(originally posted on Facebook June 2019. Link at the bottom of this post)
Soft Boiled Eggs
It’s a science, an art form, a crap shoot, and most of all, exclusively European.
Growing up in Amsterdam with a mother who profoundly understood all of the above, and who had, over time, perfected the ritual of making soft boiled eggs, I had many years of egg-apprenticeship, which allowed me to woo more than a few American ladies with my European breakfast skills through the decades.
I have completely resigned to the reality that well made soft-boiled eggs simply don’t exist in the United States, and that this is totally fine
As an adult I personally gravitated towards scrambling my eggs. It is a quicker and much less trickier process than preparing them soft-boiled. But each time I visit with my mother, I gladly let her treat me to the perfect formula of hardened egg-white, and a yolk that is soft, yet creamy in substance. Add a pinch of salt and My mind instantly takes me back to my wonderful childhood in carefree Amsterdam.
I have completely resigned to the reality that well made soft-boiled eggs simply don’t exist in the United States, and that this is totally fine. Each culture should at least keep some culinary secrets within their borders. It is bad enough that Stroopwafels effectively cross-cultured into every corner deli in Brooklyn, I can easily wait for my soft-boiled eggs fix until I am back in Europe.
However, at times there are establishments, especially in America’s cosmopolitan neighborhoods, where you will find soft-boiled eggs on the menu.
When I first crossed the ocean to live in NYC, I tried some of these attempts at European science, but they always disappointed, so I simply gave up and enjoyed my unborn chickens scrambled instead. Until this morning I woke up early from jet lag, ventured into sunny Central Park where Hell’s Kitchen joggers and Upper Westside dog walkers enjoyed the silence before the storm that is Sunday tourism.
The egg-white still had the texture of semen, which I’m sure is an acquired taste, but not for the demographic of this particular venue.
In the middle of the park is a sidewalk cafe that prides itself in both name and menu to be extremely European, French in particular. I sat down because their coffee is decent, when the soft-boiled eggs on their menu caught my eye. It was at least 20 years since I last attempted a stint with this forbidden dish in this city, and the magic and serenity of this morning persuaded me to take a chance and order them.
The waiter did not flinch when I ordered, and he didn’t have a French accent, both of which I interpreted as hopeful signs of soft-boiled adequacy. The eggs came served in individual egg-holders, accompanied with a perfect size egg spoon. Was it possible that, with the arrival of Stroopwafels, the knowledge of cooking soft-boiled eggs had finally taken permanent hold on American soil?
I cracked open the first egg, and instantly the entire contents spilled out. The egg-white still had the texture of semen, which I’m sure is an acquired taste, but not for the demographic of this particular venue.
I hoped that this was just a single mishap, so I opened the second egg, which erupted with the same consistency.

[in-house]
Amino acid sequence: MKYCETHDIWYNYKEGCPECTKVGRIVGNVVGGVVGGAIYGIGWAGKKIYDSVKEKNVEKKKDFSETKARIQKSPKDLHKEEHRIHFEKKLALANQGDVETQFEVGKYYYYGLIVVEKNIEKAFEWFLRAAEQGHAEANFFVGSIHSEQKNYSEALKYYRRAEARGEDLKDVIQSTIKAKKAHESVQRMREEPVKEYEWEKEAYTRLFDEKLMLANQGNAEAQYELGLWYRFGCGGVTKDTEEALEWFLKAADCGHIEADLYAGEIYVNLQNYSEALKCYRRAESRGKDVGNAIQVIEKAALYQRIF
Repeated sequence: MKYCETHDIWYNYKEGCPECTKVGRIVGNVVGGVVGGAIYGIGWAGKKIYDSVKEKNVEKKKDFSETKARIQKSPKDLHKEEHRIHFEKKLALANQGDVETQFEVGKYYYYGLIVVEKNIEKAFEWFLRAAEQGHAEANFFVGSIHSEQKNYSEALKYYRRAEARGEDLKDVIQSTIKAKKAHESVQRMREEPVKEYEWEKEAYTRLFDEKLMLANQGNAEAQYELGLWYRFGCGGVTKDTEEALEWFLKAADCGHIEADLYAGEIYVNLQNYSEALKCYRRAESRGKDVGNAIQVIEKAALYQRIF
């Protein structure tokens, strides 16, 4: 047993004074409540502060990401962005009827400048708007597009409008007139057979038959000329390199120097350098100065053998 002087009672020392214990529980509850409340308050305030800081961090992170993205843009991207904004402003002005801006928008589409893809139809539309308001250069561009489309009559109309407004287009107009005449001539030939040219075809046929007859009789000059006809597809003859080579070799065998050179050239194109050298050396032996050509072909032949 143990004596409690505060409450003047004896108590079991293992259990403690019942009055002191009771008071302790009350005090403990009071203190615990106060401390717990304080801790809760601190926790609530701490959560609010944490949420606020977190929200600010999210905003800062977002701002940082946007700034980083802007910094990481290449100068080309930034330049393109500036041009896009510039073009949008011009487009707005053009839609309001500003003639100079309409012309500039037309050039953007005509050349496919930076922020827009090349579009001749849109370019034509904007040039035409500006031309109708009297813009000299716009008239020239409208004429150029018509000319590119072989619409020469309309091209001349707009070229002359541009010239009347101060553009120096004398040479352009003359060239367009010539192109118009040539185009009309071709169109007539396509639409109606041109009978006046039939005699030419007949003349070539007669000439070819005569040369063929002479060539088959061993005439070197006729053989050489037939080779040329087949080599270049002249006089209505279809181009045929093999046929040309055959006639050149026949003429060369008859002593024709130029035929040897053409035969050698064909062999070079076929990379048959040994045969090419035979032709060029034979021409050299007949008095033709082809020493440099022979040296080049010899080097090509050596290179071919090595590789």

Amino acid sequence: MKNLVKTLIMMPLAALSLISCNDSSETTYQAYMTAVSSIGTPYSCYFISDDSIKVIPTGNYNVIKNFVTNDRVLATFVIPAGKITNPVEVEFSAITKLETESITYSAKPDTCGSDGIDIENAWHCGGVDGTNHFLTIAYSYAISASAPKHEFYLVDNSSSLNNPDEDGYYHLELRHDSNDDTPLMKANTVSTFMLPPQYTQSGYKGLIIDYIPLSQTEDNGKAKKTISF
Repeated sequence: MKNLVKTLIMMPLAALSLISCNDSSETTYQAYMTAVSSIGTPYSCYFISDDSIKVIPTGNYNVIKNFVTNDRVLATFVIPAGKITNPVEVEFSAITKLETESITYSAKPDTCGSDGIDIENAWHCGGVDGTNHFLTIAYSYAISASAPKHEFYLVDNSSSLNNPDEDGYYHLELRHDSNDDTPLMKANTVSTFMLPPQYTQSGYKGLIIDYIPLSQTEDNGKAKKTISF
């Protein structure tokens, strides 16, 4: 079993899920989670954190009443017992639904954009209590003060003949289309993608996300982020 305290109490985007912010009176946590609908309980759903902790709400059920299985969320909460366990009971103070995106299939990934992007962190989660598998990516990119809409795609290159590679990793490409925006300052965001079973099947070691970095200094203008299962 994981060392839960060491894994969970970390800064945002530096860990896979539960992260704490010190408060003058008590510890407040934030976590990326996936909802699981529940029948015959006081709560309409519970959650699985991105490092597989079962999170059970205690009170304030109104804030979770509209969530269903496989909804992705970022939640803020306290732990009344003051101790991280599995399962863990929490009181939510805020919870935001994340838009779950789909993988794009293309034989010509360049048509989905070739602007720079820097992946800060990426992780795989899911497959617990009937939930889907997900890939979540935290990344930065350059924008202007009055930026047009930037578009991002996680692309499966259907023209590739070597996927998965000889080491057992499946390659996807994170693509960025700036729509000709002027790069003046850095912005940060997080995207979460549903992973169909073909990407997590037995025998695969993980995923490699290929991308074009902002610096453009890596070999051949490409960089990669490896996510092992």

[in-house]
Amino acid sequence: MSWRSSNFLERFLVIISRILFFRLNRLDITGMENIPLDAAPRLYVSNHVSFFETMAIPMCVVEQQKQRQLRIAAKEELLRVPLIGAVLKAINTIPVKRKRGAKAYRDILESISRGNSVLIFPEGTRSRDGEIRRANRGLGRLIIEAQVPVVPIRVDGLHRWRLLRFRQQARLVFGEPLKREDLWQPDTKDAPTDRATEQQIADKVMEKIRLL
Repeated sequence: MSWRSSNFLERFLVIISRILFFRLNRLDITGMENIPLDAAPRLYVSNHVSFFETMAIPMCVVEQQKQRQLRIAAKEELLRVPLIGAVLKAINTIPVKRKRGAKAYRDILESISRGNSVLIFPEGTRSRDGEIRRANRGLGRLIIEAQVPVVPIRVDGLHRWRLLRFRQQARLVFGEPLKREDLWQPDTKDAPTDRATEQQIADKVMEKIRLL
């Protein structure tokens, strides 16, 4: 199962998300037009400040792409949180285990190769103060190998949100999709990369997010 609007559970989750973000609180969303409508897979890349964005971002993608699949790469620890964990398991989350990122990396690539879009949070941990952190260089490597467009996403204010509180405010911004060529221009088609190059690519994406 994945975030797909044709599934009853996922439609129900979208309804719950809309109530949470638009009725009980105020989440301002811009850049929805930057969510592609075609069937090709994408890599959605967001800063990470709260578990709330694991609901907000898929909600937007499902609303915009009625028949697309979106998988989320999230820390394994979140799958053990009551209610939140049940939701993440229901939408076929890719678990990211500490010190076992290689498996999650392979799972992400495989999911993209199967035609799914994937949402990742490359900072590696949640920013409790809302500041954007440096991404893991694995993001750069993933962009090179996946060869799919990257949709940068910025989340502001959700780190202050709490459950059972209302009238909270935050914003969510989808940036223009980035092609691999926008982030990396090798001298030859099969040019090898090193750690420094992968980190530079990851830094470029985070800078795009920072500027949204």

...he apologized for a crime he neither committed nor understood
Disappointed and slightly annoyed that I should have known better, I called over the waiter and showed him the disaster of two virtually raw eggs splattered all over my kale leaves (because god forbid we serve anything without a side of kale these days). The waiter was not shocked, and I could understand why. He was American and had probably no idea what a soft-boiled egg ought to look like. Professional as he was, he apologized for a crime he neither committed nor understood, and promised to fix my problem and return.
I wish I had been a fly on the wall in that kitchen when the waiter presented the rejected eggs to the cooks. Would they at least see that clearly they had failed to deliver on their European promise? It took more than ten minutes for my new eggs to emerge, even though the first batch was served in thirty seconds.
And thus it is with sadness and acceptance that I announce that in 2019, America is still impenetrable to the art of making soft-boiled eggs. The second batch was just as liquid as the first, after which I didn’t have the heart nor the time to make them try again.
Every New Yorker knows that the city is full of restaurants where certain menu items should never actually be ordered. 24-hour diners in particular, with their fold-out laminated menu scrolls, are notorious for their items to avoid. If you don’t believe me, try ordering fish tacos or a carbonara at 4am. Let this message be a warning that soft-boiled eggs are still very much on the blacklist of foods to avoid, no matter how appealing the menu looks.
Perhaps I will try again in another 20 years, and until then I relish in the fact that my mother is still around to make them whenever I visit her, and that in the very worst case scenario I posses the knowledge to make them myself. On any other day, fried, poached or scrambled breakfasts will do just fine in this great city.
Link to original post and discussion: https://www.facebook.com/thescumfrog/posts/10162123874755193